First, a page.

Cultural resources discovered at the site include stone choppers, scrappers and projectile points.  It has been estimated that 99 % of the raw materials used to make these tools came from local sources. Objects recovered include several varieties of local chert, sandstone, quartz, flint, soapstone, river rock and imported obsidian from the Coso Volcanic Field.  Obsidian was hydration tested and was dated to approximately 3000 BCE.

            Local tribal leaders have also been contacted and they have verified that the location is an historic Tongva habitation area, and they support future scientific research at this site.  CA-LAN-3863 is located on Palos Verdes Land Conservancy property and they are aware of the recent findings and they too support further research.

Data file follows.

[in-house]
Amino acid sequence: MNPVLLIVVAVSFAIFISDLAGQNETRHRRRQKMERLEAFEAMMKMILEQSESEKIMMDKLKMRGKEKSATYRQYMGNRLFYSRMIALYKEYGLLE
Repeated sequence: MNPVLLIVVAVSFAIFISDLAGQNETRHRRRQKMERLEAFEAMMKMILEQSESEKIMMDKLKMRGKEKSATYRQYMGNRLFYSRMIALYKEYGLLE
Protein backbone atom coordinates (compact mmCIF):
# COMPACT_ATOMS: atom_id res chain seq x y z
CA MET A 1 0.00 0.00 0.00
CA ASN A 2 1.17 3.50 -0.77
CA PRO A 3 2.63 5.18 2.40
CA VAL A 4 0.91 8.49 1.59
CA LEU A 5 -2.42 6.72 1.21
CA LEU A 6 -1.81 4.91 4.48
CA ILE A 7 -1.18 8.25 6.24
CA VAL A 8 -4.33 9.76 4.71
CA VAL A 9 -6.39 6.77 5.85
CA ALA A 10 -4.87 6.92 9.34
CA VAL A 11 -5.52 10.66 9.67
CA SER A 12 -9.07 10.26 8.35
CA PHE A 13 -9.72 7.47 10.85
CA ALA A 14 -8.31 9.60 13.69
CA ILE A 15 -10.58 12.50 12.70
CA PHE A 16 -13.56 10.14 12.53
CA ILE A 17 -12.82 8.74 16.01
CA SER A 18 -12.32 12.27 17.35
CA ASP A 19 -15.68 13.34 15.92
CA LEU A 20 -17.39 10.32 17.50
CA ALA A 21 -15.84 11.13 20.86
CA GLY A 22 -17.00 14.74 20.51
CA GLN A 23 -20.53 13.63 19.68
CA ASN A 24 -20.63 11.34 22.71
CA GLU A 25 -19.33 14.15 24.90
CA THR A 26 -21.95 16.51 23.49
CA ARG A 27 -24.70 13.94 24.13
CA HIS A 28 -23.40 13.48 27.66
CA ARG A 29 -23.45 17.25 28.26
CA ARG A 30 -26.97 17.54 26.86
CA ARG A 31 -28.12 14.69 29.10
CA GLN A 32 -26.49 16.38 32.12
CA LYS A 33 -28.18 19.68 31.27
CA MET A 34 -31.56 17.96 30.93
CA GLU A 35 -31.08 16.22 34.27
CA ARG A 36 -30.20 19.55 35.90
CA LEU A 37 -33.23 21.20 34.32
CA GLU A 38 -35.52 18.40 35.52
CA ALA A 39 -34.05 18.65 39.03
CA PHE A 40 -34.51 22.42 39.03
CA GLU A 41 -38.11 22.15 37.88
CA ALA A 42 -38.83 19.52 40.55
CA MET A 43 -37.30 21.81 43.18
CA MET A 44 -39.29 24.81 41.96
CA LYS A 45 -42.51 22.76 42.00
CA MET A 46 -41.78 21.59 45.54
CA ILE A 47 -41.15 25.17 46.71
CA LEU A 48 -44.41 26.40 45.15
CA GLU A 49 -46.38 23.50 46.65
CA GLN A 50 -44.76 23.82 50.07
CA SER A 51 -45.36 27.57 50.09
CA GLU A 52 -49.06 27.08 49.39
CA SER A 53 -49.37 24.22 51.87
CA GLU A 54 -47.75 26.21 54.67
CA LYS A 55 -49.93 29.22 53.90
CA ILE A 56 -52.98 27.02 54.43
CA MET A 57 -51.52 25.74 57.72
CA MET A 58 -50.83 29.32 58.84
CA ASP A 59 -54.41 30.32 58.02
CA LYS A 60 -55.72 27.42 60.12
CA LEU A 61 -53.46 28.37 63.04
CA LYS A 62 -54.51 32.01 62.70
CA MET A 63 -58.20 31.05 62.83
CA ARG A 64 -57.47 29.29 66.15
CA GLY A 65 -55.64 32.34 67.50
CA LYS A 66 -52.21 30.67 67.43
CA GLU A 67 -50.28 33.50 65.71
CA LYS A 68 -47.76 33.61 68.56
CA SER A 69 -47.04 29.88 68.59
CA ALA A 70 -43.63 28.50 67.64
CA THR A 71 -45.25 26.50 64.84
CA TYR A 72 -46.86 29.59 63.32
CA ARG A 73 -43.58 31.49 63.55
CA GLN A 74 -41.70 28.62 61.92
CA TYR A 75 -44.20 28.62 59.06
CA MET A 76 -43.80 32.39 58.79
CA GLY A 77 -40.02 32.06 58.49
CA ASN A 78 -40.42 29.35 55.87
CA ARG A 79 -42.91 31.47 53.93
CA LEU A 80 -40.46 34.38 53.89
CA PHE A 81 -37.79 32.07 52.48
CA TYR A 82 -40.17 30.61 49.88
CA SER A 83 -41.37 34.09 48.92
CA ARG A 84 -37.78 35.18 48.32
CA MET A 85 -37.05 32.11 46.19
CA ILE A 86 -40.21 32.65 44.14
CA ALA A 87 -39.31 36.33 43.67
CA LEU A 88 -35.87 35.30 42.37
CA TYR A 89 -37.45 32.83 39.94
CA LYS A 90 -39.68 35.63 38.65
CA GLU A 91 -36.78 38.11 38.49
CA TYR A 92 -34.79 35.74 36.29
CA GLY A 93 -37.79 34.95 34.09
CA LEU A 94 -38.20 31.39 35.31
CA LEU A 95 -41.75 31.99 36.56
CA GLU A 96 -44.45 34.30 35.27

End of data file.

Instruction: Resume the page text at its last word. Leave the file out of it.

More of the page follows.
Mr. Johnson has now focused his attention on another parcel in Rolling Hills Estates where development, which includes 114 new single family homes, a reconfigured 18-hole golf course, and a new approximately 61,000 square foot clubhouse and related facilities are planned.  The 225.5-acre project site is located on the existing sites of the Chandler Quarry and Rolling Hills Country Club (26311 and 27000 Palos Verdes Drive East) in the northeasterly portion of the City of Rolling Hills Estates.  The proposed development is located adjacent to CA-LAN-3863.